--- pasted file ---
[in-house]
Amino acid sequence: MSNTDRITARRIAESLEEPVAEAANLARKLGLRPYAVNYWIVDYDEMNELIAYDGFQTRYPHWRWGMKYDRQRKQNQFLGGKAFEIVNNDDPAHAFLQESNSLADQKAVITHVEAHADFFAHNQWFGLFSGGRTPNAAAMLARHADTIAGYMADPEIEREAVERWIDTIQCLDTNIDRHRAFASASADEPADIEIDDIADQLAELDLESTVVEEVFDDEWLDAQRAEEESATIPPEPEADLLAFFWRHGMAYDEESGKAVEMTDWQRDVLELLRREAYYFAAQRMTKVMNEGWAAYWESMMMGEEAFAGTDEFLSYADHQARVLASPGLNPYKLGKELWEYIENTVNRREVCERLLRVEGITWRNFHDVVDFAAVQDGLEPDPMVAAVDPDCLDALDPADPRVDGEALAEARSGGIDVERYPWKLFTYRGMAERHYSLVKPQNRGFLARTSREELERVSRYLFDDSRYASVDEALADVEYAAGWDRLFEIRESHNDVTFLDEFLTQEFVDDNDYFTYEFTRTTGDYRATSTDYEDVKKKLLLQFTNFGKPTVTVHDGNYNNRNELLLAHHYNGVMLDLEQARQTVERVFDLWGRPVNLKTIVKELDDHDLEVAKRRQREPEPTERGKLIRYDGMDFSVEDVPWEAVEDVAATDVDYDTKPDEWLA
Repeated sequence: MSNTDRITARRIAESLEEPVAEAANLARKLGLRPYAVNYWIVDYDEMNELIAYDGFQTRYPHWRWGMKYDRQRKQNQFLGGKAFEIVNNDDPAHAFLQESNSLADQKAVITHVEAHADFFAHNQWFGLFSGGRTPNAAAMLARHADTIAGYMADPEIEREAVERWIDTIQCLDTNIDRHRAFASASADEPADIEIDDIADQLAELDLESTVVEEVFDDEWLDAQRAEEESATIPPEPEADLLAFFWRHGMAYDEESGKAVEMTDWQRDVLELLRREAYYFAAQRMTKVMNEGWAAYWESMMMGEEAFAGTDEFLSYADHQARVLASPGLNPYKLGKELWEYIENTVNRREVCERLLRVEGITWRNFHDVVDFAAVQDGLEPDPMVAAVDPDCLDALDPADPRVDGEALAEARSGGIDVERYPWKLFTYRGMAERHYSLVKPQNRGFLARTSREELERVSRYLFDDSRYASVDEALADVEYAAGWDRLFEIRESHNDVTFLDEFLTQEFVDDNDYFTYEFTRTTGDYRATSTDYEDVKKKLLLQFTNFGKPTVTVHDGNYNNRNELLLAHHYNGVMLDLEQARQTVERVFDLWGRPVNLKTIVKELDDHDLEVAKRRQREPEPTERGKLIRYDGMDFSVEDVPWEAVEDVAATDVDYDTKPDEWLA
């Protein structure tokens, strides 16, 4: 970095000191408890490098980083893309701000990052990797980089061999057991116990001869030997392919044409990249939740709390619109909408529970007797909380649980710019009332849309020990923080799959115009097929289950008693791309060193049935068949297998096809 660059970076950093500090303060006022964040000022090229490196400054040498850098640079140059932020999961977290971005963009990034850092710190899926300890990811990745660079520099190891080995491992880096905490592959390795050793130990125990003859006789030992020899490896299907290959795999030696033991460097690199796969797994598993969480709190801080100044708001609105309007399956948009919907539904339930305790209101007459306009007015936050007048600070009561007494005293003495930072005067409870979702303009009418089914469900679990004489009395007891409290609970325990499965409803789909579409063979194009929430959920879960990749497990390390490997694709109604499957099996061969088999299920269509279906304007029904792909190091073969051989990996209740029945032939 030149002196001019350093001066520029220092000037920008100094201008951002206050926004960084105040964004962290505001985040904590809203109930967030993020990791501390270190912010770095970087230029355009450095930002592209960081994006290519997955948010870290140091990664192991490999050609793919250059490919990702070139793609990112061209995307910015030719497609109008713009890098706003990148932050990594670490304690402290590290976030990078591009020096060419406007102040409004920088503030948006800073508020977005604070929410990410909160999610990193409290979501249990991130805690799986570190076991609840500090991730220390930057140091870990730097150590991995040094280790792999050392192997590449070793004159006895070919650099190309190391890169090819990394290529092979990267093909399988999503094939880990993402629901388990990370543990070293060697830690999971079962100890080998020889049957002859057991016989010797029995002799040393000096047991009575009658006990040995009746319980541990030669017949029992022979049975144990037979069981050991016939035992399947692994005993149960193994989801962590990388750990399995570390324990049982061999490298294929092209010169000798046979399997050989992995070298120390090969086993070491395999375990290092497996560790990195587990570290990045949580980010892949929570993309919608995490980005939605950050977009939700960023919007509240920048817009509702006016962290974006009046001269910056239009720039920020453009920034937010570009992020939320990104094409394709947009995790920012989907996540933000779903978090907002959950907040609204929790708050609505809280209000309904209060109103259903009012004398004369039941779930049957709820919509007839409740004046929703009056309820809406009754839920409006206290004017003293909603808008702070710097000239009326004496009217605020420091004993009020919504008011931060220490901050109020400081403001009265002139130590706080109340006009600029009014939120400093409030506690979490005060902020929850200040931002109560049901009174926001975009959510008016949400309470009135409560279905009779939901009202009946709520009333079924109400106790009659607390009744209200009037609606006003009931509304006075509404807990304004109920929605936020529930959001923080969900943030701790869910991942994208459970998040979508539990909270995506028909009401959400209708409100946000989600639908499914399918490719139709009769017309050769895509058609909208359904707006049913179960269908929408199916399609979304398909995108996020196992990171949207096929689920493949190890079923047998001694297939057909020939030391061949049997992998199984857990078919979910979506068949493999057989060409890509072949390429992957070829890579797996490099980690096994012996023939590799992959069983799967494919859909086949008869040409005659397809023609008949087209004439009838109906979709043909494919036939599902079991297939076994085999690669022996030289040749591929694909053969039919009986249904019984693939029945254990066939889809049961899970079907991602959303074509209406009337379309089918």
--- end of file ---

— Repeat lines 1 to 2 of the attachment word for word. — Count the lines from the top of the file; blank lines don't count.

[in-house]
Amino acid sequence: MSNTDRITARRIAESLEEPVAEAANLARKLGLRPYAVNYWIVDYDEMNELIAYDGFQTRYPHWRWGMKYDRQRKQNQFLGGKAFEIVNNDDPAHAFLQESNSLADQKAVITHVEAHADFFAHNQWFGLFSGGRTPNAAAMLARHADTIAGYMADPEIEREAVERWIDTIQCLDTNIDRHRAFASASADEPADIEIDDIADQLAELDLESTVVEEVFDDEWLDAQRAEEESATIPPEPEADLLAFFWRHGMAYDEESGKAVEMTDWQRDVLELLRREAYYFAAQRMTKVMNEGWAAYWESMMMGEEAFAGTDEFLSYADHQARVLASPGLNPYKLGKELWEYIENTVNRREVCERLLRVEGITWRNFHDVVDFAAVQDGLEPDPMVAAVDPDCLDALDPADPRVDGEALAEARSGGIDVERYPWKLFTYRGMAERHYSLVKPQNRGFLARTSREELERVSRYLFDDSRYASVDEALADVEYAAGWDRLFEIRESHNDVTFLDEFLTQEFVDDNDYFTYEFTRTTGDYRATSTDYEDVKKKLLLQFTNFGKPTVTVHDGNYNNRNELLLAHHYNGVMLDLEQARQTVERVFDLWGRPVNLKTIVKELDDHDLEVAKRRQREPEPTERGKLIRYDGMDFSVEDVPWEAVEDVAATDVDYDTKPDEWLA